The Arab Center for Research and Policy Studies in Tunis gathered about thirty researchers from Tunisia, Algeria, Morocco, Mauritania, Côte d'Ivoire, France, and the United States in an international symposium, at the city of Hammamet June 13 and 14, 2019, to discuss "Social Solidarity: New Expressions, Forms and Geographies". The symposium included seven sessions focusing on various themes "Theories, concepts, the transformation of semantics", "The social roles of solidarity", "The economic roles of solidarity", "The places of solidarity and its new geography" and "Transformations of traditional solidarity".
In his presentation, Dr. Mohammed Cherkaoui, senior researcher at Aljazeera Center for Studies (AJCS) and professor of Conflict Resolution at George Mason University (GMU), sought to develop a new theory of solidarity. He argues solidarity derives from the interconnectedness between context and trajectory, two main components that captures three main points:
1) The relationship between oneself and his/her in-group, and vis-a-vis the out-group, along distant conceptualizations of solidarity between the East and the West. There are parallel constructs between what can be termed as Western contractualism, shaped by social contract theory of Hobbes and Rousseau, and Oriental relationalism as a group feeling behind the community-based we-ness.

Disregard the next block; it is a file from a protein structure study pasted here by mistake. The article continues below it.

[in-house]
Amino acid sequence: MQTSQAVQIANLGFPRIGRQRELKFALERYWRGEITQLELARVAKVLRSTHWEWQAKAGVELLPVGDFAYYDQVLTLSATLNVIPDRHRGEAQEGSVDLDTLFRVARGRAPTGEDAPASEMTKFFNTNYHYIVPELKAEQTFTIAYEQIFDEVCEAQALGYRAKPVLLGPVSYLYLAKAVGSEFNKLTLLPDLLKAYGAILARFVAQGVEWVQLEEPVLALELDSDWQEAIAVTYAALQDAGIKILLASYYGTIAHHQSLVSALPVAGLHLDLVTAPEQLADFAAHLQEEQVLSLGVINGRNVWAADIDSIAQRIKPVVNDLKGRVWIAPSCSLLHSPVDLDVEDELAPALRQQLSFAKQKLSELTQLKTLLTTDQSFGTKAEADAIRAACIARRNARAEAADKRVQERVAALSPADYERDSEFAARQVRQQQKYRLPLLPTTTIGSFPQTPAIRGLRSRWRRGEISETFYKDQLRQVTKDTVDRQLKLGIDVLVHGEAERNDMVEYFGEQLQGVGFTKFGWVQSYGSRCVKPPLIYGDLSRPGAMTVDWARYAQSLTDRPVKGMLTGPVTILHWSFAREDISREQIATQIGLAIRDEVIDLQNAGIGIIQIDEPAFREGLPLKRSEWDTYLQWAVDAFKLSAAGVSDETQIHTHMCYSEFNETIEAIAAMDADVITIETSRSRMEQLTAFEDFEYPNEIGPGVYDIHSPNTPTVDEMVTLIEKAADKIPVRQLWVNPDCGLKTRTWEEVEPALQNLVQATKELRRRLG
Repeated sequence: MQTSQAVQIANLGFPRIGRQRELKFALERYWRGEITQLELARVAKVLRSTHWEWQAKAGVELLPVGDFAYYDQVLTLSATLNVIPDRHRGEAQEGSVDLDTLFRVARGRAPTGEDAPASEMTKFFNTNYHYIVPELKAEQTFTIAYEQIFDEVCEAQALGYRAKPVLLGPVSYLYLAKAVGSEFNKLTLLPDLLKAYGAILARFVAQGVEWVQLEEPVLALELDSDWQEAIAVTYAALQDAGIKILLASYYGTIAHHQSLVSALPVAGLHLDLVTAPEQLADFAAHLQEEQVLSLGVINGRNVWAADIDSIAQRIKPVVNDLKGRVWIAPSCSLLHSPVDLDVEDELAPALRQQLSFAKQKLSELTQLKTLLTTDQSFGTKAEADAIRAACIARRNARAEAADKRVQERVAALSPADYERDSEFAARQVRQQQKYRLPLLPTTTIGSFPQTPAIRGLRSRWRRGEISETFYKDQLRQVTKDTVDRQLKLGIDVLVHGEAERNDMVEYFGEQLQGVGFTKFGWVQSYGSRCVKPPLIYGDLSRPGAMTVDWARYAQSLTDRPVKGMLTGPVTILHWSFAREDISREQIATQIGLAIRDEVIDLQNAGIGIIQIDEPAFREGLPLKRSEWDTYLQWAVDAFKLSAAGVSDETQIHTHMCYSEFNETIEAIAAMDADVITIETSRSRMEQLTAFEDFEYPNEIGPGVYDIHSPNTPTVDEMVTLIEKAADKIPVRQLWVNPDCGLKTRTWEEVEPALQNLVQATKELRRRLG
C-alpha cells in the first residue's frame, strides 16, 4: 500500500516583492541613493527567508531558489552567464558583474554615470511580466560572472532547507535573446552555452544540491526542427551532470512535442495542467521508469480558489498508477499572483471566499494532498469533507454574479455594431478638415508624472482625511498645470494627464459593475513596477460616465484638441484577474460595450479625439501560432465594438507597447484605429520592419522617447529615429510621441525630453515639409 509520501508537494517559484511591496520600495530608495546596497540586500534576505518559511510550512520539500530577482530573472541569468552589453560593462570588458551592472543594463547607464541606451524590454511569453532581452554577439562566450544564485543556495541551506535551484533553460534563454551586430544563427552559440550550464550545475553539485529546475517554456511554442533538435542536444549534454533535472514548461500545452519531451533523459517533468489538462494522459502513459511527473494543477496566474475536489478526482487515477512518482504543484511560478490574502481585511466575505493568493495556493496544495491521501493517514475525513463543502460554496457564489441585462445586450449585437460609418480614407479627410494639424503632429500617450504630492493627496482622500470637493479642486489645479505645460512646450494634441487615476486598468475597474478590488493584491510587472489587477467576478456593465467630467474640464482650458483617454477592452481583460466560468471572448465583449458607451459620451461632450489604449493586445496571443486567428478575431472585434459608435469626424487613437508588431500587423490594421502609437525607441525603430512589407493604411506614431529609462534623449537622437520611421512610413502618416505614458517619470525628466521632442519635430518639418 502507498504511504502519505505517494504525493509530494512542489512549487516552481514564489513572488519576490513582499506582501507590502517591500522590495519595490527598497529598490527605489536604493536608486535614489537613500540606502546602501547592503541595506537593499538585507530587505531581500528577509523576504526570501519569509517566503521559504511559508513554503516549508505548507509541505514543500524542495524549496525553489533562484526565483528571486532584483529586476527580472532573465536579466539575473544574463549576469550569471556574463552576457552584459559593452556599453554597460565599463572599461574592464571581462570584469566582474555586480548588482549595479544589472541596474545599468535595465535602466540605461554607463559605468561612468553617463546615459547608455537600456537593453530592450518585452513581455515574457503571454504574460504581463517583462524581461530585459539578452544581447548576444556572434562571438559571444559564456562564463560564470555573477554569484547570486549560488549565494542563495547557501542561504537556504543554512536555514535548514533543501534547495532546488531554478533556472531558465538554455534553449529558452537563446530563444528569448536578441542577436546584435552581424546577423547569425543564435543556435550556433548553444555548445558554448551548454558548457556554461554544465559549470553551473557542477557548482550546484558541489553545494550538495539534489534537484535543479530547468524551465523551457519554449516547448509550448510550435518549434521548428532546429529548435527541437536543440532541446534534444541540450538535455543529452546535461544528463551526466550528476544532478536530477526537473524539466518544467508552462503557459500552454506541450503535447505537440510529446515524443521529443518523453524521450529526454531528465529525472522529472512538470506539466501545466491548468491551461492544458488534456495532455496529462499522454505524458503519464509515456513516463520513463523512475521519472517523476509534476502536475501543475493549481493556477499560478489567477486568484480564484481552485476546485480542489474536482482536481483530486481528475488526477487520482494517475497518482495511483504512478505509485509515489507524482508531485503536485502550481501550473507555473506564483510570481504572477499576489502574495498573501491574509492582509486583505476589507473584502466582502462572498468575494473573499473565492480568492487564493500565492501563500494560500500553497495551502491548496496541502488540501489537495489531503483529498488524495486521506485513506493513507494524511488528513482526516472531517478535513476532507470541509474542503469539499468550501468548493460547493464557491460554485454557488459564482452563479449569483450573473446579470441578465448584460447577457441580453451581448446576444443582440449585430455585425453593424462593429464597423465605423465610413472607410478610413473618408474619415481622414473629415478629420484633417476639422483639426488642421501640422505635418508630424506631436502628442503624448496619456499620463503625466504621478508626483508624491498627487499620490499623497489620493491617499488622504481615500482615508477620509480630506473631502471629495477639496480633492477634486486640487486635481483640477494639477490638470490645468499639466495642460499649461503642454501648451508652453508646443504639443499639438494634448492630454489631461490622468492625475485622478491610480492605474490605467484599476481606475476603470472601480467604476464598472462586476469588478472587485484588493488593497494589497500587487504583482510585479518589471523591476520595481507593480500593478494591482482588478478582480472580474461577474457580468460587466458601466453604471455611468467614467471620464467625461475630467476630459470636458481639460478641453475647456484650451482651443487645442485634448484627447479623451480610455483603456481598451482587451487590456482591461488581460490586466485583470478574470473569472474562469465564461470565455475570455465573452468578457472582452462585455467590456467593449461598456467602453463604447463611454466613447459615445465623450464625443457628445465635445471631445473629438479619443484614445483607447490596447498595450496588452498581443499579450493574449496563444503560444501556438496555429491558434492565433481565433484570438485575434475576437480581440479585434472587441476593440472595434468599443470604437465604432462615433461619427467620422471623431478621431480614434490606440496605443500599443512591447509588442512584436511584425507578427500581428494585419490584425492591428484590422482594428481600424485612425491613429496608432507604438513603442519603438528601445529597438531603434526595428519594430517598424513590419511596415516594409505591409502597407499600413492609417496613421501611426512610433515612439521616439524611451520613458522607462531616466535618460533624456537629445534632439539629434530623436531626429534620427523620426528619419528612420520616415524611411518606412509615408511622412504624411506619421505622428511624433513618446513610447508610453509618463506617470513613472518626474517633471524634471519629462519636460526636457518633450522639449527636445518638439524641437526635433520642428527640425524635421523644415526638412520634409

2) Solidarity implies the restoration of values. It stands at the crossroads between the need for uniting individuals within a social nucleus that may turn into a strike, a demonstration, or the emergence of a social movement, such as the case of the Rif Movement in Morocco, and the common conviction and passion, which emerges from the utopian or idealistic spirit, moral discourse, and normative narratives in defending their demands.
3) Solidarity entails a trajectory of an alternative political project. The analysis of solidarity does not deviate from the duality of context and trajectory. As the relational aspect of the social group solidifies and the vital communication among them, as German philosopher Jürgen Habermas points out, solidarity becomes a vital force resisting the sustainability of the fait accompli, and challenges the asymmetrical power relations while promoting and justifying the discourse of change.
Cherkaoui probes into the reasons for the resurgence of solidarity within the Riffian community in northern Morocco and also among the Moroccan diaspora in Europe. Since the death of fish seller Mohsen Fikri inside a garbage truck in Al Hoceima on 28 October 2016, the conflict between the Moroccan authorities and the Hirak protests in the north of the country has turned into an open-ended confrontation. On 27 June 2018, Nasser al-Zafzafi and forty-nine fellow Rif activists received prison terms ranging between 20 and 3 years, totaling 300 years in prison. The Moroccan authorities released 11 detainees from Okasha prison after they signed an amnesty petition. King Mohammed VI responded positively to their release in the context of a royal amnesty on the occasion of Eid al-Adha on 21 August 2018.
The study also examines how the solidarity dialectic between discourse, nationalism and Riffian identity has strengthened its appeal in its areas of convergence/divergence with the discourse and the overall national identity in Morocco. It focuses on the dynamics of Rif conflict, as a case study, and aims at advancing the theory of solidarity within the semantic fields of other sciences (social psychology, political sociology, political science, and conflict resolution) drawing on Jürgen Habermas’s and Axel Honneth’s works on critical social theory.